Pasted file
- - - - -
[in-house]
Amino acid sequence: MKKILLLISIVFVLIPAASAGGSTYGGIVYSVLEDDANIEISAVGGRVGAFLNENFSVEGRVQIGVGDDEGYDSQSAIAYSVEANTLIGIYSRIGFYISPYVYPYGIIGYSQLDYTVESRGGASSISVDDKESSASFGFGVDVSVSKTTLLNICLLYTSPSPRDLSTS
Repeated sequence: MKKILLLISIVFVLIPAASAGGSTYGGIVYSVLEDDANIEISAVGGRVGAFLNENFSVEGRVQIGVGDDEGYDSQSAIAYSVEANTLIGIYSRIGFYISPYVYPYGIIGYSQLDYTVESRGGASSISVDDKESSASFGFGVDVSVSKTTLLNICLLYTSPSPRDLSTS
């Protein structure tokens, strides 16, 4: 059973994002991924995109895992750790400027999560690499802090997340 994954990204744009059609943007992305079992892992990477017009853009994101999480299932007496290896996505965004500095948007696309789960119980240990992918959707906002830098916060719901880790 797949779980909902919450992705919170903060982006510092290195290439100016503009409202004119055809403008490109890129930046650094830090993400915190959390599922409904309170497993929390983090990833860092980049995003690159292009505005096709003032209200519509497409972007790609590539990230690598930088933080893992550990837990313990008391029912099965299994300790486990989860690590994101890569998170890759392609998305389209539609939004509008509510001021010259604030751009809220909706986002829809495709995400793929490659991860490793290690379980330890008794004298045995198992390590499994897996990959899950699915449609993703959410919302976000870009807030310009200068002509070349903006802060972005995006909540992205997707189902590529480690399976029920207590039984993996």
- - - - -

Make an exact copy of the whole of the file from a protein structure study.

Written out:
[in-house]
Amino acid sequence: MKKILLLISIVFVLIPAASAGGSTYGGIVYSVLEDDANIEISAVGGRVGAFLNENFSVEGRVQIGVGDDEGYDSQSAIAYSVEANTLIGIYSRIGFYISPYVYPYGIIGYSQLDYTVESRGGASSISVDDKESSASFGFGVDVSVSKTTLLNICLLYTSPSPRDLSTS
Repeated sequence: MKKILLLISIVFVLIPAASAGGSTYGGIVYSVLEDDANIEISAVGGRVGAFLNENFSVEGRVQIGVGDDEGYDSQSAIAYSVEANTLIGIYSRIGFYISPYVYPYGIIGYSQLDYTVESRGGASSISVDDKESSASFGFGVDVSVSKTTLLNICLLYTSPSPRDLSTS
């Protein structure tokens, strides 16, 4: 059973994002991924995109895992750790400027999560690499802090997340 994954990204744009059609943007992305079992892992990477017009853009994101999480299932007496290896996505965004500095948007696309789960119980240990992918959707906002830098916060719901880790 797949779980909902919450992705919170903060982006510092290195290439100016503009409202004119055809403008490109890129930046650094830090993400915190959390599922409904309170497993929390983090990833860092980049995003690159292009505005096709003032209200519509497409972007790609590539990230690598930088933080893992550990837990313990008391029912099965299994300790486990989860690590994101890569998170890759392609998305389209539609939004509008509510001021010259604030751009809220909706986002829809495709995400793929490659991860490793290690379980330890008794004298045995198992390590499994897996990959899950699915449609993703959410919302976000870009807030310009200068002509070349903006802060972005995006909540992205997707189902590529480690399976029920207590039984993996």